Why are so many young, successful women conflicted about having children?by / May 16, 2018 / Leave a comment
Published in June 2018 issue of Prospect Magazine
Motherhood, wrote Adrienne Rich in her groundbreaking 1976 polemic, Of Woman Born, is “the suffering of ambivalence.” A poet and radical feminist, Rich had already had three children—and outlived her husband—by the time she began writing her exploration of what it meant to be a mother. At a time when to publicly admit to dissatisfaction or frustration with motherhood was almost treasonous, Rich insisted that we should recognise its difficulties, as well as joys. For her, it is both about the relationship a woman has to her children and also the institution of motherhood, “which aims at ensuring that potential… shall remain under male control.”
If the possibilities afforded to mothers—especially in the workplace—have progressed since Rich’s day, then new difficulties have emerged. TUC research shows that childcare costs have risen up to seven times faster than wages since 2008. A single parent working full-time spends, on average, 40 per cent of their salary on childcare. For many families, it makes more sense for one parent to leave work; for most, this will be the mother. This trend endures among millennials, the key difference being that they are having their first child at an older age: in 2015, over half of all live births in England and Wales were to mothers aged 30 and over. This means that, in spite of women’s more prominent position in the workplace, increasing numbers find themselves taking a career break just as they begin to gain seniority. With maternity pay entitlement still low, particularly in self-employed roles, and take up of shared parental leave stubbornly stuck below 10 per cent, it is hardly surprising that more and more women thinking about starting a family are calculating the true cost of child-rearing and not liking the result.
Meanwhile, our investment in mothers—their wants and desires; their behaviours and concerns—remains high stakes. One need only look at a sampling of books published over the past few years to see just how vital memoir or autobiographical fiction, in particular, remains: Deborah Levy’s Hot Milk, Elif Safak’s Black Milk: On Motherhood and Writing, the newly-translated Latvian novelist Nora Ikstena’s Soviet Milk—milk is, for obvious reasons, a theme—Lara Feigel’s Free Woman, Jessie Greengrass’ Sight (recently shortlisted for the Women’s Prize for Fiction) and the novels of Rachel Cusk all insist, in their varied ways, that readers witness the complex, sometimes conflicted, demands of motherhood. In the past few weeks alone, both Elle and American website The Cut have run series about motherhood; British website The Pool’s, on pregnancy, came earlier this year. Other sites, specifically targeted at younger first-time mothers, run headlines like “Signs You Are a Millennial Mom” and “Six Myths of Millennial Motherhood.”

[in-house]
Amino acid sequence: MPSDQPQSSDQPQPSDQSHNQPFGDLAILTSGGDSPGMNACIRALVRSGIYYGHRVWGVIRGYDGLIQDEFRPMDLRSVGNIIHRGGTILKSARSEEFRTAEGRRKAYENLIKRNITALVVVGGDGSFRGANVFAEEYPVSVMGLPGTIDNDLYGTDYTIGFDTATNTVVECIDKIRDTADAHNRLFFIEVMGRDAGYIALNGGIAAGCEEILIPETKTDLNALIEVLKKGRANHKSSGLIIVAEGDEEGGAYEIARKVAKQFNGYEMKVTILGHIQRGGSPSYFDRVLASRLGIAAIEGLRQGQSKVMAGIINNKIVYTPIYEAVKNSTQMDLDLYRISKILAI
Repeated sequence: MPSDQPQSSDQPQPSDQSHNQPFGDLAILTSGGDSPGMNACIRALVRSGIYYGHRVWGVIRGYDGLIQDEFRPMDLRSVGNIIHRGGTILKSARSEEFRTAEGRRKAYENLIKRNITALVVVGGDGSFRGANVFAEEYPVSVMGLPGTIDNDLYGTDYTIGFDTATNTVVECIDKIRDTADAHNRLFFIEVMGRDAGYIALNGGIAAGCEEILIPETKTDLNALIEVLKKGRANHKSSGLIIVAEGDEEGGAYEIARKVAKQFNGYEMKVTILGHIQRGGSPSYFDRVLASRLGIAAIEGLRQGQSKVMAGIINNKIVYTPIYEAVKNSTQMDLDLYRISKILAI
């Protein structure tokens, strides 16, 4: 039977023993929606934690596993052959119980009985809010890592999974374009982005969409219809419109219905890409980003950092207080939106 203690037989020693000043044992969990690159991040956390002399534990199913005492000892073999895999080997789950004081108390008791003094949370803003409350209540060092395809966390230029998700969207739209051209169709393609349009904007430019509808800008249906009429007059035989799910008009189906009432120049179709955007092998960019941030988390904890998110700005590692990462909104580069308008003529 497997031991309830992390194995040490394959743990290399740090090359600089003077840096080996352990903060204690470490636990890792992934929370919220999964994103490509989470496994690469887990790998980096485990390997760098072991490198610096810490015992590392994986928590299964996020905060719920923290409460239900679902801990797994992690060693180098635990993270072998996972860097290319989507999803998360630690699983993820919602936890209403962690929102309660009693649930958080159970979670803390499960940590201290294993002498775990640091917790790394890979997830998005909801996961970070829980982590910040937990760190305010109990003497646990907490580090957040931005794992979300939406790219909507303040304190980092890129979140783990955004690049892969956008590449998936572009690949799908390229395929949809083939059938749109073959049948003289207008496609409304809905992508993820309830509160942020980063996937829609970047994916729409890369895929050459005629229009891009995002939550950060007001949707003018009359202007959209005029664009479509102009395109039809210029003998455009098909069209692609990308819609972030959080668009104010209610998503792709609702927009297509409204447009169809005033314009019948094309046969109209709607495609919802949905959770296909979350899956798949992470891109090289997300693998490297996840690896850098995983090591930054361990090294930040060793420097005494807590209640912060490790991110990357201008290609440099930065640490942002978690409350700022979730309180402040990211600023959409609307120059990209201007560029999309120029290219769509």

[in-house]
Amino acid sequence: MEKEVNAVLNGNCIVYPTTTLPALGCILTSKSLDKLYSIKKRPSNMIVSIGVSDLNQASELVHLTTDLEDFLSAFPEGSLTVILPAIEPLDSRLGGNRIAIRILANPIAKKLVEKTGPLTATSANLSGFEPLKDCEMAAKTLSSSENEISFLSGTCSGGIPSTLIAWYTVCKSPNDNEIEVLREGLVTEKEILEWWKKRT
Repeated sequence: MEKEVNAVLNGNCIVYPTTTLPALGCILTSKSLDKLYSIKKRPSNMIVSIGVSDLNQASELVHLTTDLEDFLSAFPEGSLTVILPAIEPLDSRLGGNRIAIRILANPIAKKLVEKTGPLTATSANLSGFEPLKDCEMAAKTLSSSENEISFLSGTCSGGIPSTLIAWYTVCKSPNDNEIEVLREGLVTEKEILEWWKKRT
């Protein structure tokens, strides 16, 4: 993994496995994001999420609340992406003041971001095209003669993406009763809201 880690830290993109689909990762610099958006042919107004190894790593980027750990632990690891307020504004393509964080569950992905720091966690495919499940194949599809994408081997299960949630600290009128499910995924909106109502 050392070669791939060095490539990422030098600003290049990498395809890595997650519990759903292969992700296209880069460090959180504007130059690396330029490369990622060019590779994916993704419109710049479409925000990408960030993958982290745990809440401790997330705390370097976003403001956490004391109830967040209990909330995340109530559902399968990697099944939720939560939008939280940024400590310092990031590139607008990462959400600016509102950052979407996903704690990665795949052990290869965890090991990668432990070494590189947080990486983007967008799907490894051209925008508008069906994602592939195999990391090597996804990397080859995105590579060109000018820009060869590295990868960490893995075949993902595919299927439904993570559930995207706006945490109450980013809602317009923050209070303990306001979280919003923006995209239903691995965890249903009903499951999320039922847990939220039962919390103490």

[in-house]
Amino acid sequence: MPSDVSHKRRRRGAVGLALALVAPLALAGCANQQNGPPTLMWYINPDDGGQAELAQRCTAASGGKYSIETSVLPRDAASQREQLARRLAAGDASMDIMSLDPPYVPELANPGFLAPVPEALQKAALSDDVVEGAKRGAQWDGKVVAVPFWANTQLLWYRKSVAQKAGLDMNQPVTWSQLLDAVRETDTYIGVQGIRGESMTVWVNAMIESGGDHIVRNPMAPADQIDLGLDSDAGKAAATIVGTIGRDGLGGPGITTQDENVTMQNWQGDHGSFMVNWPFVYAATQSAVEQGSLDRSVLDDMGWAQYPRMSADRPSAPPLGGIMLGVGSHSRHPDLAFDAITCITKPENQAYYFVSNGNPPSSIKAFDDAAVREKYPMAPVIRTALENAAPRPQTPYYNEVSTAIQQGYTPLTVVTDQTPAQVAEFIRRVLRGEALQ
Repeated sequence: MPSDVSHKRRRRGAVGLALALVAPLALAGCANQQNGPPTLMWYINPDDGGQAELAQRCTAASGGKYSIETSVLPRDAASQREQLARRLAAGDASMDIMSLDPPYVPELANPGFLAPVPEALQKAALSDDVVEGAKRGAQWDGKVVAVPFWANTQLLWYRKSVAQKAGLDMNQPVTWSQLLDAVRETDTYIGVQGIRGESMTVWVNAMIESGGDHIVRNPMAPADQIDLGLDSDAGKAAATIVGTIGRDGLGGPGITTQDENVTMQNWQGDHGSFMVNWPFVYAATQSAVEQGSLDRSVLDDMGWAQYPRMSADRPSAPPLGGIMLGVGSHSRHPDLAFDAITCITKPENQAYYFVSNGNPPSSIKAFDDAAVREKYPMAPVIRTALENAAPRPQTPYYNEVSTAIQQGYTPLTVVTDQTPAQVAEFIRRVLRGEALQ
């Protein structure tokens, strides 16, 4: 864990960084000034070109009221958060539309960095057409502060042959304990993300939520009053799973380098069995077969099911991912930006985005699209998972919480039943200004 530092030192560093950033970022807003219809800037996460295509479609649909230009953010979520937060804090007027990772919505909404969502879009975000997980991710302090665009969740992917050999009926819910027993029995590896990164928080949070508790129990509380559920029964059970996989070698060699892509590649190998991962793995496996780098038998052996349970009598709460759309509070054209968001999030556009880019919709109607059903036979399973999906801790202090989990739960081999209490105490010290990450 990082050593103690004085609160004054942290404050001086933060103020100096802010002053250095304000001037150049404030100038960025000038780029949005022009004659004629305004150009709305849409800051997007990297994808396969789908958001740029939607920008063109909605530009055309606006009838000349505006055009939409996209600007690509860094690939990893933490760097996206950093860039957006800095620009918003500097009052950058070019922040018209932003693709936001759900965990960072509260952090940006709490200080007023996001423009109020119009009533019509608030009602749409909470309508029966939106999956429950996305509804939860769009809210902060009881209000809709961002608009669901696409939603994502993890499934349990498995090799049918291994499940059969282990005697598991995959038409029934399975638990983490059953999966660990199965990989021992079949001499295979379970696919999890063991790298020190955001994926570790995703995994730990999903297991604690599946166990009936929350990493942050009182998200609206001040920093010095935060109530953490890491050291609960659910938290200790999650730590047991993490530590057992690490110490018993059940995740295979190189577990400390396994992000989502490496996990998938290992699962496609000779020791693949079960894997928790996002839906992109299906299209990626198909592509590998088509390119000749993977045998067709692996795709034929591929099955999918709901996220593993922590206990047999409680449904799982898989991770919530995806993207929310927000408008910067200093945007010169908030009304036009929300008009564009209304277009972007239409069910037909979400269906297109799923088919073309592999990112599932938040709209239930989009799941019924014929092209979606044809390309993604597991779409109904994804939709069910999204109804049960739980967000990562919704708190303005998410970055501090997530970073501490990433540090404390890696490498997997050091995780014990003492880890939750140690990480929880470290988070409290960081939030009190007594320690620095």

That the subject of motherhood can sustain so much content is testament to its range and urgency. In her review of Sheila Heti’s semi-autobiographical novel Motherhood for Slate, critic Willa Paskin asks: “Why, when there are scores of new books about mothers and mothering and motherhood, does it continue to feel like there aren’t any?”
Both Heti’s Motherhood and Jacqueline Rose’s Mothers: An Essay on Love and Cruelty consider motherhood as a state of being as well as an experience: “mothers” are a class of people, one whose status can engender envy, longing, fear or disgust. Rose, a literary scholar and psychoanalyst by training, has long been uncovering aspects of women’s lives that are ordinarily hidden from view. In a 2014 essay on the topic for the London Review of Books, she observed: “It’s clear that to be seen by a mother is a mixed blessing.” The whole subject, she writes, “is thick with idealisations.”